In November of 2018, our managing partner Michelle Sneesby was invited to join 20 other entrepreneurs from all over Australia in a week long ‘Knowledge and Study PowerPlayers Tour’ held at California’s UCLA.

For Michelle, this was a huge step outside of her comfort zone – not only had she never been to University, she had never travelled on her own, nor had she ever left her children.

After the initial nerves wore off, Michelle and the other guests settled in and got to know one another, before commencing what Michelle called a ‘magical experience’ of new challenges, new learning, new experiences and new growth – both personally and professionally.

Michelle has boiled down a weeks worth of learning to five key takeaway points for those of us not lucky enough to be present at the PowerPlayers tour. Below are Michelle’s top takeaway points from the tour:

Be present – leave technology away when in a meeting.  Don’t allow phones or computers

The reality is, when people are allowed to bring computers or phones into a meeting, they won’t be focusing on the meeting or contributing to it either. Instead they will be emailing, surfing the web or just playing around with their technology.

A scientific study conducted of UCLA students noted that students who took notes by hand rather than using a computer or ipad had an increased understanding of concepts discussed. The study also noticed increased productivity levels among students using good old fashioned pen and paper. So next time you have a meeting, leave the laptop behind and instead opt for taking notes with a pen and paper – you just can’t argue with science!

Get 7 – 8 hours sleep every night – it’s more important than you think!

In some workplace cultures, working long hours and running on little to no sleep is worn as a badge of honor, but new research is proving that lack of sleep has hugely detrimental effects in the workplace. Sleep deprivation reduces alertness, cognition, and reaction time. Fatigue in the workplace can also lead to irritability, absenteeism, accidents, errors, injuries and even fatalities.

Culture is everything

Work culture is an intangible ecosystem that makes some workplaces great to work, and other places toxic. In a nutshell, the ideology of a organisation is what constitutes its work culture.

A positive work culture can make or maim an employees performance. No matter how talented or smart someone is, a person can work to the best of their capabilities and creative skills when surrounded by an encouraging environment that values human resource. Humans are fundamentally simple, and a positive workplace culture impacts the way they think, act and reflect.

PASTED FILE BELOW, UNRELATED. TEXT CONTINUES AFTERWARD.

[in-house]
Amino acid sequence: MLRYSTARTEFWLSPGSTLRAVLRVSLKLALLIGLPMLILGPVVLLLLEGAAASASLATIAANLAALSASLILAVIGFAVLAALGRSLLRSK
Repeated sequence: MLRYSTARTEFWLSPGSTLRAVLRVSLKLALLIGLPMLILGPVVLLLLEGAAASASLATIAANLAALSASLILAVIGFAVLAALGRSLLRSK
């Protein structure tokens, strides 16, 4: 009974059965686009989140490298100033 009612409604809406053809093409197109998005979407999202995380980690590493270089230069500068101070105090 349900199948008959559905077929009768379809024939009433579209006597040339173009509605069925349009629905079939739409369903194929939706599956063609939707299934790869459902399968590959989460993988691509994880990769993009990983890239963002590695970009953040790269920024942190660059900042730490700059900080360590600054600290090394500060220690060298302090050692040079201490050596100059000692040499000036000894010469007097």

Don’t discount your pricing – value the service you deliver

When you offer a discount on your product or service, what are you saying to your prospect? You’re saying that you don’t believe enough in what you’re selling to sell it for the standard price. Discounting can give customers the impression that the services offered aren’t worth paying for. Focus instead, on the value of the product you are selling, on the excellent services you deliver.

Have a plan

A plan is a critical tool used not only within a business, but also on a personal level.

Writing a plan forces disciplined thinking. An idea may sound great, but as your write down all the details and the numbers, it may fall apart. Specific, measurable planning is absolutely essential – excellent ideas can be completely useless if you cannot formulate, execute and implement a strategic plan to make your idea work.




Giving honest and constructive feedback to your staff is one of the most important things you can do to develop them. Doing it well really is a skill that you can learn – the day a staff member says ‘thank you for the feedback’ when you have given negative or constructive feedback is the day you know you have done it well. On the other hand, ruling through a letter with a red pen and writing ‘start again’ in large block letters before leaving it on staff member’s chair for them to see first thing in the morning is not optimal.

Woman yelling at people dressed in suits through a megaphone

Here is an easy guide on what to do and what not to do:


Give feedback promptly, as close to the event as possible Put off giving feedback hoping it will get better
Provide negative feedback privately – in an appropriate space. Open plan offices require careful thought Give negative feedback in public or in front of colleagues
Prepare what you are going to say and how Keep a list of problems to give your staff member at the annual performance review
Prepare for objections – most people will automatically want to defend themselves Be in a rush – your employee is bound to have questions
Where possible, start with positive feedback Assume that if there are no questions, the employee has accepted the feedback. This could be a time bomb
Have examples of the issue to give to the employee Discuss the issue with anyone else in the work group
Be specific about the issue Offer your solutions without giving the employee an opportunity to provide a solution
Make sure the feedback is about behaviour, not the person. Be vague or have no example
Describe the impact the behaviour has – either on you, clients or colleagues. Go off on a tangent and start discussing something unrelated
Take your time – show that you have time to discuss the issue Make assumptions about behaviour
Diary note the discussion  
Follow up at a time and date agreed  
Give the employee an opportunity to respond